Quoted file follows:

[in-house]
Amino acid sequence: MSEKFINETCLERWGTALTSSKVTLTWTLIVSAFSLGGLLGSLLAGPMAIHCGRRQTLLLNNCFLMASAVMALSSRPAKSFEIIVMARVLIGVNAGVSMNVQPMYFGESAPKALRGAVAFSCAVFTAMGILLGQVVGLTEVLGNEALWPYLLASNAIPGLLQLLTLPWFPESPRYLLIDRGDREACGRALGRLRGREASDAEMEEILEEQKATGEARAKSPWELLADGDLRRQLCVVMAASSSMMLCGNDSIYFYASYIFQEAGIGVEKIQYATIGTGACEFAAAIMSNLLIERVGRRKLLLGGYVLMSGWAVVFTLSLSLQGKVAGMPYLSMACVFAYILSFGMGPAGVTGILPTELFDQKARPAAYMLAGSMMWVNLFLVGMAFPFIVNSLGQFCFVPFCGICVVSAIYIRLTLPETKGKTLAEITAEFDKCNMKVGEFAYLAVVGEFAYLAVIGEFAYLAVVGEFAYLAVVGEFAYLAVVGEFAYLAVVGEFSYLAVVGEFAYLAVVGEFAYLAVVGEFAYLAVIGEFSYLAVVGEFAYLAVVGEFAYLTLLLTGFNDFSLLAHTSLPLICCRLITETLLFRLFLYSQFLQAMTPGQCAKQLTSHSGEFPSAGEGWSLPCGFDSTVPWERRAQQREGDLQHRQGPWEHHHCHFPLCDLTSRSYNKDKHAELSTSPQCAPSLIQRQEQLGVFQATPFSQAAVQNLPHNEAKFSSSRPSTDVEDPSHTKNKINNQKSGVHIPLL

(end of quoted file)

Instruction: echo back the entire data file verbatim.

[in-house]
Amino acid sequence: MSEKFINETCLERWGTALTSSKVTLTWTLIVSAFSLGGLLGSLLAGPMAIHCGRRQTLLLNNCFLMASAVMALSSRPAKSFEIIVMARVLIGVNAGVSMNVQPMYFGESAPKALRGAVAFSCAVFTAMGILLGQVVGLTEVLGNEALWPYLLASNAIPGLLQLLTLPWFPESPRYLLIDRGDREACGRALGRLRGREASDAEMEEILEEQKATGEARAKSPWELLADGDLRRQLCVVMAASSSMMLCGNDSIYFYASYIFQEAGIGVEKIQYATIGTGACEFAAAIMSNLLIERVGRRKLLLGGYVLMSGWAVVFTLSLSLQGKVAGMPYLSMACVFAYILSFGMGPAGVTGILPTELFDQKARPAAYMLAGSMMWVNLFLVGMAFPFIVNSLGQFCFVPFCGICVVSAIYIRLTLPETKGKTLAEITAEFDKCNMKVGEFAYLAVVGEFAYLAVIGEFAYLAVVGEFAYLAVVGEFAYLAVVGEFAYLAVVGEFSYLAVVGEFAYLAVVGEFAYLAVVGEFAYLAVIGEFSYLAVVGEFAYLAVVGEFAYLTLLLTGFNDFSLLAHTSLPLICCRLITETLLFRLFLYSQFLQAMTPGQCAKQLTSHSGEFPSAGEGWSLPCGFDSTVPWERRAQQREGDLQHRQGPWEHHHCHFPLCDLTSRSYNKDKHAELSTSPQCAPSLIQRQEQLGVFQATPFSQAAVQNLPHNEAKFSSSRPSTDVEDPSHTKNKINNQKSGVHIPLL